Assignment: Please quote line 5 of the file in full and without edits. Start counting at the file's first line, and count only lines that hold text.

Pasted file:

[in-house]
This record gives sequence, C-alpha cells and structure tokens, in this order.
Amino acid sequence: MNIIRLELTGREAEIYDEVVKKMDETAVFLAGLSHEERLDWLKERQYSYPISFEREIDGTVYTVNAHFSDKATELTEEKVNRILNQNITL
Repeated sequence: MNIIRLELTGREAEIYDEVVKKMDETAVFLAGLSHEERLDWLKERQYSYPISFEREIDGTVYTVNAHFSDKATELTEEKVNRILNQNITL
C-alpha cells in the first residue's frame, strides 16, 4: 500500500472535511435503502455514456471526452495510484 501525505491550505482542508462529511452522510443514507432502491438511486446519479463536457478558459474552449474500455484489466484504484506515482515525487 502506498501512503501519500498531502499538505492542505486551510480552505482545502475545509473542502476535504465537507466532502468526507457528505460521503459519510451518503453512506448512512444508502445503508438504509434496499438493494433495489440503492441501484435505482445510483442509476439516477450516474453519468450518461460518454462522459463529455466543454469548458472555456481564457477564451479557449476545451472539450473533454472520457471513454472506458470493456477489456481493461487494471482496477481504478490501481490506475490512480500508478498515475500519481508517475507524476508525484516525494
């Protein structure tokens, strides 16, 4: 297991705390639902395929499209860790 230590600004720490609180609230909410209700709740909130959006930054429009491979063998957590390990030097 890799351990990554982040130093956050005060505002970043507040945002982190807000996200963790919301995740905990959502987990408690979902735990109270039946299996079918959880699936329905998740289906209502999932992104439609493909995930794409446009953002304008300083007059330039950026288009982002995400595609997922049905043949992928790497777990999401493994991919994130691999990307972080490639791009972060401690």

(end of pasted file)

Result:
C-alpha cells in the first residue's frame, strides 16, 4: 500500500472535511435503502455514456471526452495510484 501525505491550505482542508462529511452522510443514507432502491438511486446519479463536457478558459474552449474500455484489466484504484506515482515525487 502506498501512503501519500498531502499538505492542505486551510480552505482545502475545509473542502476535504465537507466532502468526507457528505460521503459519510451518503453512506448512512444508502445503508438504509434496499438493494433495489440503492441501484435505482445510483442509476439516477450516474453519468450518461460518454462522459463529455466543454469548458472555456481564457477564451479557449476545451472539450473533454472520457471513454472506458470493456477489456481493461487494471482496477481504478490501481490506475490512480500508478498515475500519481508517475507524476508525484516525494